Due to the ongoing loosening of monetary cycle by RBI the general level of interest rates in the economy is falling. This is still as visible in the returns of liquid funds as it would be after one or two years. Till recently, most investors used liquid funds as a default parking vehicle for their savings. As interest rates come down, this would no longer be very remunerative. Investors will need to look for alternative avenues to allocation low-risk debt part of their portfolio. This becomes all the more necessary in light of the changes in tax treatment of debt funds in general – with definition of long term for debt holdings being increased to three years from earlier one year period. Arbitrage funds provide an useful and taxefficient alternative to short term debt funds in this context.
5. Lock in good interest rates with credit investments for 3-5 years’ tenor, FMPs no longer serve this need well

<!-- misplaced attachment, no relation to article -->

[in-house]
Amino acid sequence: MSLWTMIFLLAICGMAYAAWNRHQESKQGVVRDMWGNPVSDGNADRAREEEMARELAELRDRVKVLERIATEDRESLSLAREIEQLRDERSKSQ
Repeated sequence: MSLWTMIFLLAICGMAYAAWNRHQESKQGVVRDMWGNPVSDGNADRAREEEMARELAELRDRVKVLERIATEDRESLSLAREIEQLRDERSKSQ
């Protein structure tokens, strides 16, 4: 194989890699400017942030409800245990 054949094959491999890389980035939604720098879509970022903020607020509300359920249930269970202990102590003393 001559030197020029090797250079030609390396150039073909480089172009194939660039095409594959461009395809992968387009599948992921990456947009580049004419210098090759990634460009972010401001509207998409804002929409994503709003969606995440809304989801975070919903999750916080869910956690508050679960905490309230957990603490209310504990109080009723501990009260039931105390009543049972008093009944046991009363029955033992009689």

Most investors used fixed maturity plans (FMP) to invest their medium term monies into debt through the last few years. FMPs routinely offered annual rates near 10% till last year. Increasingly these have started to come down. Also tax the treatment mentioned in Point 4 means FMPs are no long superior to non-convertible debentures (NCD) and fixed deposits (FD). At present, with the expectations of reducing interest rates, investors would do well to lock in good interest rates of NCDs and FDs. Depending on the appetite for credit risk, suitable NCDs with ratings varying between AAA to BB can be picked up with tenors of 3-5 years.
The investment demand for gold from global institutional investors seems to have tapered down quite a bit. While gold may still deliver good returns in the years to come, it’s day under the sun is well and truly over
6. Beware of holding a 5=years plus product – PE, equity closed ended funds